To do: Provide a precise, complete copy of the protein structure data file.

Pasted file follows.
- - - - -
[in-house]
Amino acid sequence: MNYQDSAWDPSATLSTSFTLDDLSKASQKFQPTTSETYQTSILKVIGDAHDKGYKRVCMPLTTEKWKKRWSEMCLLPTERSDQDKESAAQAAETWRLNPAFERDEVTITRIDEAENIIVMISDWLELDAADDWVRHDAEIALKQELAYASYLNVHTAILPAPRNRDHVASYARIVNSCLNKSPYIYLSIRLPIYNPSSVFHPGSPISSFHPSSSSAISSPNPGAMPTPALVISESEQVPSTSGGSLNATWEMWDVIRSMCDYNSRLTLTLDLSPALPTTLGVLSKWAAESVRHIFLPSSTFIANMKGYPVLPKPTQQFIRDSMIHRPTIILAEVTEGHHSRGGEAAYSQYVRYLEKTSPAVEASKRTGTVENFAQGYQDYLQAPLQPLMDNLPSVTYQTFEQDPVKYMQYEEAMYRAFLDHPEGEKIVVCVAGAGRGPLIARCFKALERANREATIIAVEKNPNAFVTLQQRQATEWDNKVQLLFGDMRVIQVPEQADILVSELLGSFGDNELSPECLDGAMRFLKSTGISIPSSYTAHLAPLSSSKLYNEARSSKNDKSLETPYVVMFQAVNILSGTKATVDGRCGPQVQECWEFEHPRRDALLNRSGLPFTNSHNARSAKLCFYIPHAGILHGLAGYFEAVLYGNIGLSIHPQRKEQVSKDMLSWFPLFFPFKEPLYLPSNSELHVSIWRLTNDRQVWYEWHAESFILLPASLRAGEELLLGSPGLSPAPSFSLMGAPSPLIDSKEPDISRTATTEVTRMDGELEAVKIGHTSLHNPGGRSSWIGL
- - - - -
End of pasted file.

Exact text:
[in-house]
Amino acid sequence: MNYQDSAWDPSATLSTSFTLDDLSKASQKFQPTTSETYQTSILKVIGDAHDKGYKRVCMPLTTEKWKKRWSEMCLLPTERSDQDKESAAQAAETWRLNPAFERDEVTITRIDEAENIIVMISDWLELDAADDWVRHDAEIALKQELAYASYLNVHTAILPAPRNRDHVASYARIVNSCLNKSPYIYLSIRLPIYNPSSVFHPGSPISSFHPSSSSAISSPNPGAMPTPALVISESEQVPSTSGGSLNATWEMWDVIRSMCDYNSRLTLTLDLSPALPTTLGVLSKWAAESVRHIFLPSSTFIANMKGYPVLPKPTQQFIRDSMIHRPTIILAEVTEGHHSRGGEAAYSQYVRYLEKTSPAVEASKRTGTVENFAQGYQDYLQAPLQPLMDNLPSVTYQTFEQDPVKYMQYEEAMYRAFLDHPEGEKIVVCVAGAGRGPLIARCFKALERANREATIIAVEKNPNAFVTLQQRQATEWDNKVQLLFGDMRVIQVPEQADILVSELLGSFGDNELSPECLDGAMRFLKSTGISIPSSYTAHLAPLSSSKLYNEARSSKNDKSLETPYVVMFQAVNILSGTKATVDGRCGPQVQECWEFEHPRRDALLNRSGLPFTNSHNARSAKLCFYIPHAGILHGLAGYFEAVLYGNIGLSIHPQRKEQVSKDMLSWFPLFFPFKEPLYLPSNSELHVSIWRLTNDRQVWYEWHAESFILLPASLRAGEELLLGSPGLSPAPSFSLMGAPSPLIDSKEPDISRTATTEVTRMDGELEAVKIGHTSLHNPGGRSSWIGL